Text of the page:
Quality customer service isn’t just about quick wait times on the phone anymore. It now includes amazing content marketing—AKA an offering of helpful content for your consumers. Zendesk, a company dedicated to creating great customer experiences, has mastered this art.
According to their website, Zendesk “was started in a Copenhagen loft by three friends who used an old kitchen door as a desk.” Their mission was to bring some zen into the world of customer support. Years later, the company has expanded globally and has real desks in thirteen countries.
The folks at Zendesk have even created a thought leadership arm of the company—Relate by Zendesk. This branch includes an online magazine, event series, podcast, and print magazine. No small feat. “Where Zendesk focuses on bettering customer service interactions, Relate goes up a level and delves into customer experiences,” Chelsea Larsson, the Senior Manager of Content Strategy at Zendesk, told MOO. “We talk about the trends impacting how we interact with the important business relationships in our life— customers, colleagues, and our community.”
Zendesk also hosts an unconventional customer experience conference, called Relate Live. The event promises to teach attendees how to build better relationships with their customers. Throughout the day, there are thought-provoking keynotes, training sessions, and breakouts. By the time happy hour rolls around, everyone has gained insight into how they can improve their own customer experience challenges.
We had a virtual conversation with Chelsea Larsson about the definition of great content marketing, different tactics for facilitating conversations, and the innovative ways that Relate uses print products to connect with their customers.
We think of content marketing as a way to continue the brand relationship with customers and community members, beyond the product experience. From the Zendesk Blog to Relate to our events, our primary goal is to be a trusted resource for people who are passionate about the customer experience. When planning for new content we often ask ourselves, “Who needs this?” If the only answer is Zendesk, then we won’t publish it because it’s too self-serving.
Monica Norton, Director of Content Marketing at Zendesk, always reminds us that no one is obligated to read our content, listen to our podcast, or attend our events. It is our job as content creators to publish pieces that are personal and relevant to the people in our community so that they actually want that content.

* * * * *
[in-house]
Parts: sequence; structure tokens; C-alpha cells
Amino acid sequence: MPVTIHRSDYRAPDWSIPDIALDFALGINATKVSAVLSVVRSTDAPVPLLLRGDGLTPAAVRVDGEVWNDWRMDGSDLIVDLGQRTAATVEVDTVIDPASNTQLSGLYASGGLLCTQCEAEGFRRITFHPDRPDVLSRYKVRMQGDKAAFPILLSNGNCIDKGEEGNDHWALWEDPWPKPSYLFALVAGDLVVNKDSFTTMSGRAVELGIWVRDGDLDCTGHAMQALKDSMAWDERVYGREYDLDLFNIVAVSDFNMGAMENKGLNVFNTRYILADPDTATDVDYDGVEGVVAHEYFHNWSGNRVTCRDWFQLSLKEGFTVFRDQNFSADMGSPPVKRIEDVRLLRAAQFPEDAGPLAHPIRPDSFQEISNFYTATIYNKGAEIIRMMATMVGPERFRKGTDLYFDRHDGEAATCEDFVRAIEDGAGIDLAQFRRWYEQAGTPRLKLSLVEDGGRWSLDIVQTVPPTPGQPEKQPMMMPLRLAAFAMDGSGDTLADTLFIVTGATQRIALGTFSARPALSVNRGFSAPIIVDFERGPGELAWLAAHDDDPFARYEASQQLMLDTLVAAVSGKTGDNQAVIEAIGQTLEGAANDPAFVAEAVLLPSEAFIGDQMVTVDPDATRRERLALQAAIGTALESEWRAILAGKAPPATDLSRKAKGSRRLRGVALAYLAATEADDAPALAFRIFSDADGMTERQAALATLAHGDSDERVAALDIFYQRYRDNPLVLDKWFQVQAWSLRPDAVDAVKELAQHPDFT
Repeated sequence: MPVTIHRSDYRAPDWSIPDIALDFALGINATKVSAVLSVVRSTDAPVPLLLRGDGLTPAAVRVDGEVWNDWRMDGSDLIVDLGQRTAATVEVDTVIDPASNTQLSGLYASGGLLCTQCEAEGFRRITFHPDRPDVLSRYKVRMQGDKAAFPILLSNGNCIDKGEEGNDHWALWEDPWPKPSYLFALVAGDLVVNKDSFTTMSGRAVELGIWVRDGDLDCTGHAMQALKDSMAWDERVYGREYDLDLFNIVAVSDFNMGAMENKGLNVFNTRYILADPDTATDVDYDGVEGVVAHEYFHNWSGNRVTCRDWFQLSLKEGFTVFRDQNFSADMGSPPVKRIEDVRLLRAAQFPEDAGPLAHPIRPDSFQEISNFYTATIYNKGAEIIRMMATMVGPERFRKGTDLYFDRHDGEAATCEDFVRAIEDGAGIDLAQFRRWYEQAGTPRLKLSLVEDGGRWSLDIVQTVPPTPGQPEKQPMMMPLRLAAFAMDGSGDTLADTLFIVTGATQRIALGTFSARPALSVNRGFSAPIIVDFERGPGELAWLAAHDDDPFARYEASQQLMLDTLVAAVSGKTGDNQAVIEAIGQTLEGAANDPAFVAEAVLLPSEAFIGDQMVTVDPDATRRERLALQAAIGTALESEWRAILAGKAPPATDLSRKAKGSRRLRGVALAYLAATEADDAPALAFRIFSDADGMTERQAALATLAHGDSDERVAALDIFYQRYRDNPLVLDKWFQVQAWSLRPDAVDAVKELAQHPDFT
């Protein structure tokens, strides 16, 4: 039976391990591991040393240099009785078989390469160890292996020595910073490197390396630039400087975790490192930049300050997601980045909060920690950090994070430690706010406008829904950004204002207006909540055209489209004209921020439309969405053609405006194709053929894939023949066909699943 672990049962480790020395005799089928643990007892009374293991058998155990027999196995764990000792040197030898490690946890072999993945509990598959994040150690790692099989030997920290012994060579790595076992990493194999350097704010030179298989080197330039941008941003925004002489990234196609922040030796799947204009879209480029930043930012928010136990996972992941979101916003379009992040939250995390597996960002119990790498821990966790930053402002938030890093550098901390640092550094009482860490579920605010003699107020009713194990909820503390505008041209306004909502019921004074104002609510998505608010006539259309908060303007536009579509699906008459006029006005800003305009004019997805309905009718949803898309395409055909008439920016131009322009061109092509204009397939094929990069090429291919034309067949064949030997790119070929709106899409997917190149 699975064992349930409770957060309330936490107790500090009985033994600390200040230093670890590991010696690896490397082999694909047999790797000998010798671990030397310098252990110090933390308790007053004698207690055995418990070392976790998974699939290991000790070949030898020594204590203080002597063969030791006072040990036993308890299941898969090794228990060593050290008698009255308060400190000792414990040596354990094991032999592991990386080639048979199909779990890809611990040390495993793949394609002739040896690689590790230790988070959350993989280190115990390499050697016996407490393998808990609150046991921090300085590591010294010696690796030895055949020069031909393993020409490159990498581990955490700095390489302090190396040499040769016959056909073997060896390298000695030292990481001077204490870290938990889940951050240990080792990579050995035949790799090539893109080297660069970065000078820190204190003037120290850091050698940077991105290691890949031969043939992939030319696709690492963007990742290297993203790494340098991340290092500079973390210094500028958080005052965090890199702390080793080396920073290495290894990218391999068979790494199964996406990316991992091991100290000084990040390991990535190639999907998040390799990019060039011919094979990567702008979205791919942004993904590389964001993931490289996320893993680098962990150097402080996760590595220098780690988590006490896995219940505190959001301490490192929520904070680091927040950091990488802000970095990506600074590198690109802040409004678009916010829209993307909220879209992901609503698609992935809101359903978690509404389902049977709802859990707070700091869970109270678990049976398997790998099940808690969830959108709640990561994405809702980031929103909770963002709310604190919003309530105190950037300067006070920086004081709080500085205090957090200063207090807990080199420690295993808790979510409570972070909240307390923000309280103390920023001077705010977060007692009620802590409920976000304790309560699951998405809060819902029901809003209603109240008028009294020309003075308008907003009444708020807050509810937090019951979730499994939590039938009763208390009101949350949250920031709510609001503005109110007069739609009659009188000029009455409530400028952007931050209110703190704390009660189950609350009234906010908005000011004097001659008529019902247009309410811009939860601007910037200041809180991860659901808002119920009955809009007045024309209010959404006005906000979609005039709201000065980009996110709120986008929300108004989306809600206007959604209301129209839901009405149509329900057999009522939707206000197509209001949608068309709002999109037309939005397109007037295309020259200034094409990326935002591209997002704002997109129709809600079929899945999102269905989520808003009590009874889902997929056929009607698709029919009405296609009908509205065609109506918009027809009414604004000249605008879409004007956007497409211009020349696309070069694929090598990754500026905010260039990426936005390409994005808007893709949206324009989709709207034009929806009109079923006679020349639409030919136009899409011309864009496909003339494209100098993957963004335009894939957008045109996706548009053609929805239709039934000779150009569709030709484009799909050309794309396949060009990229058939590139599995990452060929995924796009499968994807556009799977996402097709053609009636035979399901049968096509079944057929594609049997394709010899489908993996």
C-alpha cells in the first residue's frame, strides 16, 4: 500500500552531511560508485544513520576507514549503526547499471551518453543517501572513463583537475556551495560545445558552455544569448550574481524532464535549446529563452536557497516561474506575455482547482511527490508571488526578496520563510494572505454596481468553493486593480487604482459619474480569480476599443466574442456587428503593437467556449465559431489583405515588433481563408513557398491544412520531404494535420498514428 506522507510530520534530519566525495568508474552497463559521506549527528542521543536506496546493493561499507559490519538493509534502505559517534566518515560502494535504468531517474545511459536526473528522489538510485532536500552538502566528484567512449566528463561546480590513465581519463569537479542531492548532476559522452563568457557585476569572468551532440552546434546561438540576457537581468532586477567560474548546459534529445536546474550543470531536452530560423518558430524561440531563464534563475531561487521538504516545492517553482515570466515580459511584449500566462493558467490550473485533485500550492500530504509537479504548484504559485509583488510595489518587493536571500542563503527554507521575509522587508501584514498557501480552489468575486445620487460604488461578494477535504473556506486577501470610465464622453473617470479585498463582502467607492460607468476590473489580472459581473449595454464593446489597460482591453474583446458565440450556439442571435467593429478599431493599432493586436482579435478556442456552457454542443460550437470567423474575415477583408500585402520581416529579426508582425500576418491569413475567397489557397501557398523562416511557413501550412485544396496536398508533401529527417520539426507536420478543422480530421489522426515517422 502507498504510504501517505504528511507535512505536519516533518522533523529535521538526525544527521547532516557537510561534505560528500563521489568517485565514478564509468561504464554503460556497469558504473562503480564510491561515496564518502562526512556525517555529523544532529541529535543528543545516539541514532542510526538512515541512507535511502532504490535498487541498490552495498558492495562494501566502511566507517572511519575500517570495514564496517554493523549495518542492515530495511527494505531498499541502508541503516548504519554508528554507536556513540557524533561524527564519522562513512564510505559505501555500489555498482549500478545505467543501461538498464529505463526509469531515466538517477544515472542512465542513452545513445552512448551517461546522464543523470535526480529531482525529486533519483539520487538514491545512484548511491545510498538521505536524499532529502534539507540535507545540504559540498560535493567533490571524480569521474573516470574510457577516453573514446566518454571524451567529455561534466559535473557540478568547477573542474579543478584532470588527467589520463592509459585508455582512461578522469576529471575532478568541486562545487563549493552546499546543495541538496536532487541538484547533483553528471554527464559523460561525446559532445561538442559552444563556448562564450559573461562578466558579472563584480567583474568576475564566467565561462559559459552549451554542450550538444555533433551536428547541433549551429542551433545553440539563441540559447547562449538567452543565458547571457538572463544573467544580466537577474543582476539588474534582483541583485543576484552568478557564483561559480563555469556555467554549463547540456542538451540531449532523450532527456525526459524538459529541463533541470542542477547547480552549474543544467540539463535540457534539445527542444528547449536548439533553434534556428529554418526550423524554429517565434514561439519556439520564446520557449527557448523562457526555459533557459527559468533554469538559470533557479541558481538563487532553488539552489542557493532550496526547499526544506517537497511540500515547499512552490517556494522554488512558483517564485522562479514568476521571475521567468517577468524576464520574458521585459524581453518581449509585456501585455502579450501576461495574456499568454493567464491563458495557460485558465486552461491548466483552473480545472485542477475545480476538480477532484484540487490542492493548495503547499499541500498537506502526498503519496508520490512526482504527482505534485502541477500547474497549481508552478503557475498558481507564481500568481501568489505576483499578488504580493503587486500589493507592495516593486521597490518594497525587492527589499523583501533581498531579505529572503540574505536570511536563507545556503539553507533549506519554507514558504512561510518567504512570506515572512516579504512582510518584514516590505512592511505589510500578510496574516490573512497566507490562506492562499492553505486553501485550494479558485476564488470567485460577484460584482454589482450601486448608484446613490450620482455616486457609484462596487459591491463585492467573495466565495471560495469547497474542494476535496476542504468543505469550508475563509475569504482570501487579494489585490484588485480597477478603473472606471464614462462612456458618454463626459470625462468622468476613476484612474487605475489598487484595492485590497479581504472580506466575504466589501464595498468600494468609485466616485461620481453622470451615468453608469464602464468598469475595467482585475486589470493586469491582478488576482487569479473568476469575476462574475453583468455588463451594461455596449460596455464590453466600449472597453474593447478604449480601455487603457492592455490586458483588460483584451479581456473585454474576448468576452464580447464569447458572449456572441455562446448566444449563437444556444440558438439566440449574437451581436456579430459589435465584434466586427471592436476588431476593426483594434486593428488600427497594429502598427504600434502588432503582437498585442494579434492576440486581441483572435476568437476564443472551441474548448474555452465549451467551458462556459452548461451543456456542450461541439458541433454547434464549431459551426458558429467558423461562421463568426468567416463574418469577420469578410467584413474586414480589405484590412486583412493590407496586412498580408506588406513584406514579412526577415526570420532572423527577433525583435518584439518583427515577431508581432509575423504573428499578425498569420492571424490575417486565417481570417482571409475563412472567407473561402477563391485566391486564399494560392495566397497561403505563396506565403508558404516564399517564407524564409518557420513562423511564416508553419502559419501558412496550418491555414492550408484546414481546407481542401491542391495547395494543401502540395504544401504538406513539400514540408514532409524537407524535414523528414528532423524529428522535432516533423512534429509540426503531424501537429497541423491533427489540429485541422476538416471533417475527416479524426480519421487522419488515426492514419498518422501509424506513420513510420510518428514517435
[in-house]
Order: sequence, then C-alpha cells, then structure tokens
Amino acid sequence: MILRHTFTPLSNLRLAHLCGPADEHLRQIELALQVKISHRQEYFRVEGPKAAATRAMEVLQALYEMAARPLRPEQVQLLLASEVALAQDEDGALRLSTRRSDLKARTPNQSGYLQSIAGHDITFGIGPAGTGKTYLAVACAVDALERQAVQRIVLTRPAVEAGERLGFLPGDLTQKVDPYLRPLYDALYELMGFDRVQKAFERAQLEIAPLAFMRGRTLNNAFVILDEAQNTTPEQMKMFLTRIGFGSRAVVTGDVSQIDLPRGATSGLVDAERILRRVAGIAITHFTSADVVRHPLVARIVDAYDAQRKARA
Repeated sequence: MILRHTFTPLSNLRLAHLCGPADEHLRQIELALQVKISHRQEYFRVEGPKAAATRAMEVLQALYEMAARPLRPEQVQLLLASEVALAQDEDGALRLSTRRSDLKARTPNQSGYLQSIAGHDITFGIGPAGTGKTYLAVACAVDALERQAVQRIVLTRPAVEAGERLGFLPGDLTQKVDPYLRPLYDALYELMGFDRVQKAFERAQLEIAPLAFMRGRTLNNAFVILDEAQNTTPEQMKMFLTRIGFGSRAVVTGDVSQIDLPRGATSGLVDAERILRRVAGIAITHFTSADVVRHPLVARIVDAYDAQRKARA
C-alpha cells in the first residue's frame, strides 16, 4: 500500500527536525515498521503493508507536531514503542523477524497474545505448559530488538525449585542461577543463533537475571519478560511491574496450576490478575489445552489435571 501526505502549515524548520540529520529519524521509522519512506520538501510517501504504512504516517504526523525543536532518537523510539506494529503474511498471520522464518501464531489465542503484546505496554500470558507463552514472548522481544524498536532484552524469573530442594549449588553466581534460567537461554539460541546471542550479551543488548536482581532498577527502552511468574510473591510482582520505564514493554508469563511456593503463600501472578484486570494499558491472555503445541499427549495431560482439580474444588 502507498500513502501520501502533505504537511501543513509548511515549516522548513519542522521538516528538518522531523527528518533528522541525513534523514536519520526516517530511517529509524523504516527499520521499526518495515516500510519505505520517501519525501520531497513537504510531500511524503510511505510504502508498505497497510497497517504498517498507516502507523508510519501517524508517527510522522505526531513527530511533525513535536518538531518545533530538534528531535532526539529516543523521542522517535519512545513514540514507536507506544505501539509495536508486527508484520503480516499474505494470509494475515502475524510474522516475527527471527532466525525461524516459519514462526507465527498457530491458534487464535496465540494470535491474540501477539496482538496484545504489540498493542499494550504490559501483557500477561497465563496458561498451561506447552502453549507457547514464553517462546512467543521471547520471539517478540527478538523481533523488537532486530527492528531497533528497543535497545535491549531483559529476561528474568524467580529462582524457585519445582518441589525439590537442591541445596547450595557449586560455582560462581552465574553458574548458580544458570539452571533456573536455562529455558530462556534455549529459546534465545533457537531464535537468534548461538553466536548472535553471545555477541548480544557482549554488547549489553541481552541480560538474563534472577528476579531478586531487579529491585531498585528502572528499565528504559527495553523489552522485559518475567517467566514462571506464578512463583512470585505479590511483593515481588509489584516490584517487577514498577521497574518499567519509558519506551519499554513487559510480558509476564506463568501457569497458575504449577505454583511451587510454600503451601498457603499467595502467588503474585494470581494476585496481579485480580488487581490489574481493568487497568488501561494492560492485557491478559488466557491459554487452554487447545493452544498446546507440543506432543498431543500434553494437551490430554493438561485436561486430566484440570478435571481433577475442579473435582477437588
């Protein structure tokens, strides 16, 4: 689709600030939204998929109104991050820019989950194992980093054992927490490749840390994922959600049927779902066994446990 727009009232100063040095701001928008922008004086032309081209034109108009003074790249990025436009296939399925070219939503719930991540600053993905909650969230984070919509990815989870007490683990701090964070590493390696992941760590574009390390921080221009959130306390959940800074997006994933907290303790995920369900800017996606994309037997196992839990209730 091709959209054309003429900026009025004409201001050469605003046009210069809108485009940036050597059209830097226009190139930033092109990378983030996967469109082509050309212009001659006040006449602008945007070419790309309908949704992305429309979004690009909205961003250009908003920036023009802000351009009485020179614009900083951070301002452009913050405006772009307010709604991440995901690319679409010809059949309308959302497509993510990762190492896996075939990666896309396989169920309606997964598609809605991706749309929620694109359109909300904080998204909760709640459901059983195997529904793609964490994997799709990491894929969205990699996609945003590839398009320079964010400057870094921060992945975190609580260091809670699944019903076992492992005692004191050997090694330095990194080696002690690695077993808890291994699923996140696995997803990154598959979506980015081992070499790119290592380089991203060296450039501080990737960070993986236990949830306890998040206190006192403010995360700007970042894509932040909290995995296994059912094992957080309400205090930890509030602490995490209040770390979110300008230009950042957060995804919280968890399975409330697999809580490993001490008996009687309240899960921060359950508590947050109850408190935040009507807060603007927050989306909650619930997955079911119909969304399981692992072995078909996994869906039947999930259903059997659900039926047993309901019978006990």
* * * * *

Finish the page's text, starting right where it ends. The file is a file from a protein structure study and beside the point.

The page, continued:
Relate, led by Sarah Reed, was our bold step into the online publication world. We created a content hub separate from the Zendesk site, and we kept it product agnostic. That creates a safe, sales-free environment for people to explore the relationships that they have with customers, coworkers, and their community. The bonds we’ve built via the site, the events, and the newsletter have been so rewarding.
Relate Live speakers have become writers for the site, event attendees have become Zendesk employees, and more. I think this is the true mark of great content marketing—when it creates a genuine relationships between people and a brand.
Digital experiences can be very solitary. We escape into our phones or laptops for hours, and when your head is bent over your device, it’s a bit of a social cue that says “I’m occupied.” Print pieces, however, are visible to both the reader and people around them. When they are beautiful and charming they can be conversation starters in and of themselves. We use print media like broadsheets, conversation cards, greeting cards, postcards, and our magazine in that way.
Our Relate brand accent color is gold. Not only is the gold beautiful, but it’s eye-catching and elegant. It really captures the essence of Relate. When we saw that MOO offered gold foil, it seemed like a natural choice to use that for our business cards.
Relate Live is all about getting out of your comfort zone and connecting with inspiring people in your community of customers and colleagues. The icebreaker cards provide amusing and relevant conversation topics to start those discussions.
The cards were spread out on tables during social breaks. We didn’t want it to feel forced, so there was never a formal request from the conference organizers for attendees to use the cards. We designed them with bold type that was easy to read, and they caught attendees’ eyes at moments where their conversations needed a little help. At each event we witnessed attendees using the cards, laughing at the prompts, and easing into natural conversation after a shared experience.The icebreaker cards also play a big role in our social strategy. We’ve featured them on all social channels and they are frequently shared and across our community. They’re amazing conversation starters, both on and offline. Questions like, “Self-driving car: hell yes or hell no?” and “What was your most surprising customer service experience?” give our audience of customer experience leaders a wide range of topics to talk about. At the very least, we try and provide an opportunity to share a laugh.
That was the thinking behind a few of the humorous cards like, “is it better to have loved and lost or to have loved the show Lost?” We also customize the cards for each local event. We find that attendees get really excited to find a card that is specific to their city. It’s like we’ve brought them in on an inside joke.
What are some of your favorite icebreaker questions that have led to great conversations? We’d love to hear them!